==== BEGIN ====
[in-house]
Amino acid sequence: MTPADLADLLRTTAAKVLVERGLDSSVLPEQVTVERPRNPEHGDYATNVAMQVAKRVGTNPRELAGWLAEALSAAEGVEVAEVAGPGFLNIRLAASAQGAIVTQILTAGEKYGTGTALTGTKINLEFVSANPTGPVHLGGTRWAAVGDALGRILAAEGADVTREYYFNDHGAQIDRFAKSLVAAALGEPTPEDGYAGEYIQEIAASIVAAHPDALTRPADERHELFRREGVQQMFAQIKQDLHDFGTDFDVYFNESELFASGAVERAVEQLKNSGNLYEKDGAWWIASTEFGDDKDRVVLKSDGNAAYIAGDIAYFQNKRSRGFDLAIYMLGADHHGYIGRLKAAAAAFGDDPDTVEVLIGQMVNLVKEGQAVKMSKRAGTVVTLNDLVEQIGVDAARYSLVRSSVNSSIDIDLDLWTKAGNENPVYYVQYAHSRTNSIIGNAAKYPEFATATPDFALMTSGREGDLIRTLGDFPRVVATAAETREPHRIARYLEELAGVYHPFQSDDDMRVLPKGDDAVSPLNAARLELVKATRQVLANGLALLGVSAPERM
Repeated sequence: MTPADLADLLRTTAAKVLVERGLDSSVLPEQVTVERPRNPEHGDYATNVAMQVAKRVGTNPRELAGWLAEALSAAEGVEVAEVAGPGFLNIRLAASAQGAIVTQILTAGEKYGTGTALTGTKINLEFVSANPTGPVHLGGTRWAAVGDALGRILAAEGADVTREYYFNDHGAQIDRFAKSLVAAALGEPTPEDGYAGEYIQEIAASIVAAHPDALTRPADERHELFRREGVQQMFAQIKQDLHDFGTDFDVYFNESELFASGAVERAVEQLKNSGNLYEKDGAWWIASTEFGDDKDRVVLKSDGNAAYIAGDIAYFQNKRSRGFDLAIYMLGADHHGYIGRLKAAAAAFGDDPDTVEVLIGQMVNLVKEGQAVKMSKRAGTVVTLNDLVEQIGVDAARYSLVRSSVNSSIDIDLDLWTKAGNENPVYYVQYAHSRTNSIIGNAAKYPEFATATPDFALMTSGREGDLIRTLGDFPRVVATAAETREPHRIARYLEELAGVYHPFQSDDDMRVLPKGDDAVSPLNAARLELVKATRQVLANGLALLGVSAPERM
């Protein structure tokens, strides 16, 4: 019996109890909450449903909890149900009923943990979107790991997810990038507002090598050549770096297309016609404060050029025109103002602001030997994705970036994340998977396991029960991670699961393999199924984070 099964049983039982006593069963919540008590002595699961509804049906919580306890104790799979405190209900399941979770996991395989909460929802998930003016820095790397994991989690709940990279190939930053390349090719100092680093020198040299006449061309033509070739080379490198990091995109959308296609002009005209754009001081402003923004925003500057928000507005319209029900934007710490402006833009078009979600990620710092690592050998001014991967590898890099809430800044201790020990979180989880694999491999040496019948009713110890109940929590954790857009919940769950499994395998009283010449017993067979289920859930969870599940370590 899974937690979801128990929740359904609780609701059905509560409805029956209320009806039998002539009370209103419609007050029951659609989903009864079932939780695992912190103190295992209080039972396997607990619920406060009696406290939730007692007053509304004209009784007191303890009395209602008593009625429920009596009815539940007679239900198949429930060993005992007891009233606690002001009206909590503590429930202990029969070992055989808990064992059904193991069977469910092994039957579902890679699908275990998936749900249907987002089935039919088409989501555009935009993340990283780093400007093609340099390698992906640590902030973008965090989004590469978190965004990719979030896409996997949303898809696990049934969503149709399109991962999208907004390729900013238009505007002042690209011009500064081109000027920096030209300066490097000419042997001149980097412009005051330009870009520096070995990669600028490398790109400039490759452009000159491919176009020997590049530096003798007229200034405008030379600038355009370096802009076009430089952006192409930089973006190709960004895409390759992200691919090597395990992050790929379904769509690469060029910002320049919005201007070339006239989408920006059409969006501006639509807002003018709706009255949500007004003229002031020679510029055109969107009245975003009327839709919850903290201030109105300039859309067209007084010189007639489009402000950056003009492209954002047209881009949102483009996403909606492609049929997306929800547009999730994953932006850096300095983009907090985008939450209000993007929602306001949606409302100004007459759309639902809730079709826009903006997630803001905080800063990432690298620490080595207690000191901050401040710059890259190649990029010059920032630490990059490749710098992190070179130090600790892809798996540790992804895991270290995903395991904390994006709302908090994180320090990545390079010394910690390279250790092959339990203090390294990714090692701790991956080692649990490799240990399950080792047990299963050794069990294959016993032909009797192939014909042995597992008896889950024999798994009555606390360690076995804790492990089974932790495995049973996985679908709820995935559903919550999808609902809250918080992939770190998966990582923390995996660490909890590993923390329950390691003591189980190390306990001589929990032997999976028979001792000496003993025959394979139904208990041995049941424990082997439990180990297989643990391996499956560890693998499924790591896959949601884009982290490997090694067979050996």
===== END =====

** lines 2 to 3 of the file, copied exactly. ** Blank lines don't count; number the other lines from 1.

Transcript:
Amino acid sequence: MTPADLADLLRTTAAKVLVERGLDSSVLPEQVTVERPRNPEHGDYATNVAMQVAKRVGTNPRELAGWLAEALSAAEGVEVAEVAGPGFLNIRLAASAQGAIVTQILTAGEKYGTGTALTGTKINLEFVSANPTGPVHLGGTRWAAVGDALGRILAAEGADVTREYYFNDHGAQIDRFAKSLVAAALGEPTPEDGYAGEYIQEIAASIVAAHPDALTRPADERHELFRREGVQQMFAQIKQDLHDFGTDFDVYFNESELFASGAVERAVEQLKNSGNLYEKDGAWWIASTEFGDDKDRVVLKSDGNAAYIAGDIAYFQNKRSRGFDLAIYMLGADHHGYIGRLKAAAAAFGDDPDTVEVLIGQMVNLVKEGQAVKMSKRAGTVVTLNDLVEQIGVDAARYSLVRSSVNSSIDIDLDLWTKAGNENPVYYVQYAHSRTNSIIGNAAKYPEFATATPDFALMTSGREGDLIRTLGDFPRVVATAAETREPHRIARYLEELAGVYHPFQSDDDMRVLPKGDDAVSPLNAARLELVKATRQVLANGLALLGVSAPERM
Repeated sequence: MTPADLADLLRTTAAKVLVERGLDSSVLPEQVTVERPRNPEHGDYATNVAMQVAKRVGTNPRELAGWLAEALSAAEGVEVAEVAGPGFLNIRLAASAQGAIVTQILTAGEKYGTGTALTGTKINLEFVSANPTGPVHLGGTRWAAVGDALGRILAAEGADVTREYYFNDHGAQIDRFAKSLVAAALGEPTPEDGYAGEYIQEIAASIVAAHPDALTRPADERHELFRREGVQQMFAQIKQDLHDFGTDFDVYFNESELFASGAVERAVEQLKNSGNLYEKDGAWWIASTEFGDDKDRVVLKSDGNAAYIAGDIAYFQNKRSRGFDLAIYMLGADHHGYIGRLKAAAAAFGDDPDTVEVLIGQMVNLVKEGQAVKMSKRAGTVVTLNDLVEQIGVDAARYSLVRSSVNSSIDIDLDLWTKAGNENPVYYVQYAHSRTNSIIGNAAKYPEFATATPDFALMTSGREGDLIRTLGDFPRVVATAAETREPHRIARYLEELAGVYHPFQSDDDMRVLPKGDDAVSPLNAARLELVKATRQVLANGLALLGVSAPERM